SPIRIT MACHINES, Robert Crawford's fourth collection, attends imaginatively to the fusion of spiritual experience and the insistently material world. In several of the poems, emotional and religious insights merge lyrically with modern technologies of information. The title sequence deals with bereavement and memorializes the poet's father, who died in1997, while the serio-comical catechism of 'A Life-Exam' arises from the experience of hospitalisation. The imaginative, 360-line tour de force 'Impossibility' presents a swirling underwater world imaging the heroic struggle of the nineteenth-century writer and mother, Margaret Oliphant. While some of the poems communicate a sense of hurt and loss, others are insuperably comic, giving the collection an ambitious range and vitality. Throughout the book, Robert Crawford's alert sense of Scotland provides a source and sounding-board for poems -lyrics, ballads, verse narratives and prose poems - that are finely nuanced, moving, and excitingly resourceful.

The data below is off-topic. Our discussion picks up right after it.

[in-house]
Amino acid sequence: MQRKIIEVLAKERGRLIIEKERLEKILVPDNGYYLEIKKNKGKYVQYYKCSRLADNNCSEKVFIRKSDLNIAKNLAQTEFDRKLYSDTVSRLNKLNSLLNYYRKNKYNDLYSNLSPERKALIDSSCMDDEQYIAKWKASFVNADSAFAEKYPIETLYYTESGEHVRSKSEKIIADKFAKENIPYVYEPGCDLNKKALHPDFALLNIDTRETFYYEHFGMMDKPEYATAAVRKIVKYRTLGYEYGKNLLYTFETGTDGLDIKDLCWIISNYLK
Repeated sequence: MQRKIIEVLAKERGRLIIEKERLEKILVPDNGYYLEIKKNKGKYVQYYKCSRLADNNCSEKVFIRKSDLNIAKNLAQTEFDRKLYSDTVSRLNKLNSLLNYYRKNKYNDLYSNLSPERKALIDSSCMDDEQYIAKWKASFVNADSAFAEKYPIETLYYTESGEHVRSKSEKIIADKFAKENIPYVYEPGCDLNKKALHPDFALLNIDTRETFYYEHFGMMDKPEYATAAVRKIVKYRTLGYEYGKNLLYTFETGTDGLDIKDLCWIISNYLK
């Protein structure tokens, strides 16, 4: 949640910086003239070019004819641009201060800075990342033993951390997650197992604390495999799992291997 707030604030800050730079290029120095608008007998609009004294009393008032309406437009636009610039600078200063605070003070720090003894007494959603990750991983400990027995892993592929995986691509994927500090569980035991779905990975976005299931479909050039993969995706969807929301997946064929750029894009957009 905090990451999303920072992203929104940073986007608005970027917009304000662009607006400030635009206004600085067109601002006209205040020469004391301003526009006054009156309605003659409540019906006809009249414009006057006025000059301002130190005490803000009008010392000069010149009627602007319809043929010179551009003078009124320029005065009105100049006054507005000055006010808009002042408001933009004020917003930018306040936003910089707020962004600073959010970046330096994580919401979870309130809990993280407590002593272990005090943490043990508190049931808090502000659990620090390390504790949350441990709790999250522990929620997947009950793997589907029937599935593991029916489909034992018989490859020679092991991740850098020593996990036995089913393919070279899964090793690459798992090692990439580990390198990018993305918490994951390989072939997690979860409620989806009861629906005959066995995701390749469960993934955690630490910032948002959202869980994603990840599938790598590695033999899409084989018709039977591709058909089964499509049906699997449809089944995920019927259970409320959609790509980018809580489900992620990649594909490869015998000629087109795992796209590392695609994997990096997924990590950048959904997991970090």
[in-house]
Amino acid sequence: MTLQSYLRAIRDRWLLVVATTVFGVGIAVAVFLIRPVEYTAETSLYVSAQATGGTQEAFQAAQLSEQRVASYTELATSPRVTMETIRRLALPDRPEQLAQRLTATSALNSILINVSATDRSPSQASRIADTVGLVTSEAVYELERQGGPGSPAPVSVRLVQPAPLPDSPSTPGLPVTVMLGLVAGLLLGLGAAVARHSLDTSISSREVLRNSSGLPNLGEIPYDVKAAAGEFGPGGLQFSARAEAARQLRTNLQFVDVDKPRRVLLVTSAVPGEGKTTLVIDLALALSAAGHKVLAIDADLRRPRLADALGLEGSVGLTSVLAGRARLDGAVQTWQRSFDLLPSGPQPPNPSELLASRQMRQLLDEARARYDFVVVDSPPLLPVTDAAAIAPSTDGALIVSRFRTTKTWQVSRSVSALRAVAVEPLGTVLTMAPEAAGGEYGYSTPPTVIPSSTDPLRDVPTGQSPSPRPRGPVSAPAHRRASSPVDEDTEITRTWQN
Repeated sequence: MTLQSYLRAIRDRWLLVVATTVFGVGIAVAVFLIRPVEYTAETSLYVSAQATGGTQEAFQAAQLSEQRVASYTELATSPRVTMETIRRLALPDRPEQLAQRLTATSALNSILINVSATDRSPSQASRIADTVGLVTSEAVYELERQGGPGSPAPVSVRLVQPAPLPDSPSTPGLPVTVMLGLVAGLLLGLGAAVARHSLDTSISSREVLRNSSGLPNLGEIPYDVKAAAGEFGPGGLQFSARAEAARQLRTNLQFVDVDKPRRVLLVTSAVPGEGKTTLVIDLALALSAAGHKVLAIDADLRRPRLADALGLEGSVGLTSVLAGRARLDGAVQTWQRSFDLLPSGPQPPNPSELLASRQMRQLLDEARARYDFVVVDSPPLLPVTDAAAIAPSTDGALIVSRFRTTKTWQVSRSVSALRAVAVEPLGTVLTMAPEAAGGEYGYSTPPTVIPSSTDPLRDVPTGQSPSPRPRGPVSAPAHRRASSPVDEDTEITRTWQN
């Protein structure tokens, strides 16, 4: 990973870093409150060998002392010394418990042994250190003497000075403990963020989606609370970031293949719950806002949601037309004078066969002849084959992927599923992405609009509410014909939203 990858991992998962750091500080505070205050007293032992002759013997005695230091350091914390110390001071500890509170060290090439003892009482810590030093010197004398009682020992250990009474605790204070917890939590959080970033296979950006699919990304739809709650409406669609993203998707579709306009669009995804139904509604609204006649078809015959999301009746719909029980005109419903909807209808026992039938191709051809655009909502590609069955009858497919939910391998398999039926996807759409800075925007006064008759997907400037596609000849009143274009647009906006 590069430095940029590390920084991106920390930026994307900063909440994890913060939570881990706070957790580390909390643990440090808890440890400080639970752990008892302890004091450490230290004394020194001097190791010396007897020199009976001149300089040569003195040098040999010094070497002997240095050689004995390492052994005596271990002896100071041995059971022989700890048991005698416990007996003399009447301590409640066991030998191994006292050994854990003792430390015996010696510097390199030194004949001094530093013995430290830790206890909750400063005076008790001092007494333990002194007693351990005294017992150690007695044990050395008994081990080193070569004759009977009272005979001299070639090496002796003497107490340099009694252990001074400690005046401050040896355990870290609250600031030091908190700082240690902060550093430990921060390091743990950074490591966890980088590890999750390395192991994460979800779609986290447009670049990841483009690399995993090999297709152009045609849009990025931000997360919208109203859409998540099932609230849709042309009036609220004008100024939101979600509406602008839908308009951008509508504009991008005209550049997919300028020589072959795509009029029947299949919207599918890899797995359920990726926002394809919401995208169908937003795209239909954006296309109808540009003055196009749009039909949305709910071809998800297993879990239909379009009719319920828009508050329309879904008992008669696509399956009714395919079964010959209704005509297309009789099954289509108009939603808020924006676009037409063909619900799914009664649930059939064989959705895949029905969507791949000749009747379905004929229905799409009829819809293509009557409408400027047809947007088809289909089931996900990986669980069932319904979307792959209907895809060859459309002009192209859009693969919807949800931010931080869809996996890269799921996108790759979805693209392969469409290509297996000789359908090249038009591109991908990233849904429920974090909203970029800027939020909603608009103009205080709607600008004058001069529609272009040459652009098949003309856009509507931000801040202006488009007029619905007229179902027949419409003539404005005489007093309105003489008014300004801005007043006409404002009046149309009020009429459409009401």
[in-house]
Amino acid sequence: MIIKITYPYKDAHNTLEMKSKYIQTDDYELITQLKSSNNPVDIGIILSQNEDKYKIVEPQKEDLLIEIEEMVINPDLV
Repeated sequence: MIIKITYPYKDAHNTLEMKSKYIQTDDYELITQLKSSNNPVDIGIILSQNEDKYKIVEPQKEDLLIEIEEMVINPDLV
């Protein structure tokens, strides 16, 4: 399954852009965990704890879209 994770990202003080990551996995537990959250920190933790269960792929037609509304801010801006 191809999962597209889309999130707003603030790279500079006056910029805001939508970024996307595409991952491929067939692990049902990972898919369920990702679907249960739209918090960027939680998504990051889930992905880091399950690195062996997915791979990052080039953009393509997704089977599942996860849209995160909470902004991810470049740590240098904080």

Both fully fledged and broken-winged members of the information age will appreciate how Crawford tackles the subject of modern life, and its impact on this thing we call a soul. Crawford's attention to language and his sense of the individual's place within culture and nation make this collection a valuable addition to the bookshelf.